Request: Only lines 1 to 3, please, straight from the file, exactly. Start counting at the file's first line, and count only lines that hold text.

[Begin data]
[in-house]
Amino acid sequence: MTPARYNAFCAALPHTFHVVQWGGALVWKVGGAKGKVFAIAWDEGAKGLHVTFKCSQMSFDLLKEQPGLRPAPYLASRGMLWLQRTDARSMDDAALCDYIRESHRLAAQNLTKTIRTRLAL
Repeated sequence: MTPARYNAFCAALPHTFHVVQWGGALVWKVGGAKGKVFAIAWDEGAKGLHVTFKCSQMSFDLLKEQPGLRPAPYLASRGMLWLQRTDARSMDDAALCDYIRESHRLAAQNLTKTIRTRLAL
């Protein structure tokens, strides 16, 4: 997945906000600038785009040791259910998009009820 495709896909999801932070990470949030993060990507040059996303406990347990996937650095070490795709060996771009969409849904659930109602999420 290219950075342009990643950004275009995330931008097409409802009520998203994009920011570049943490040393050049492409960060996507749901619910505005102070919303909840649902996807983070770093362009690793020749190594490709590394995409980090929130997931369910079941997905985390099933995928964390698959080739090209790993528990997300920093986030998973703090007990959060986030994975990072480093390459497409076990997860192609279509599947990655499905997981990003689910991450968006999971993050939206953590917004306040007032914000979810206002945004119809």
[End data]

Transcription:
[in-house]
Amino acid sequence: MTPARYNAFCAALPHTFHVVQWGGALVWKVGGAKGKVFAIAWDEGAKGLHVTFKCSQMSFDLLKEQPGLRPAPYLASRGMLWLQRTDARSMDDAALCDYIRESHRLAAQNLTKTIRTRLAL
Repeated sequence: MTPARYNAFCAALPHTFHVVQWGGALVWKVGGAKGKVFAIAWDEGAKGLHVTFKCSQMSFDLLKEQPGLRPAPYLASRGMLWLQRTDARSMDDAALCDYIRESHRLAAQNLTKTIRTRLAL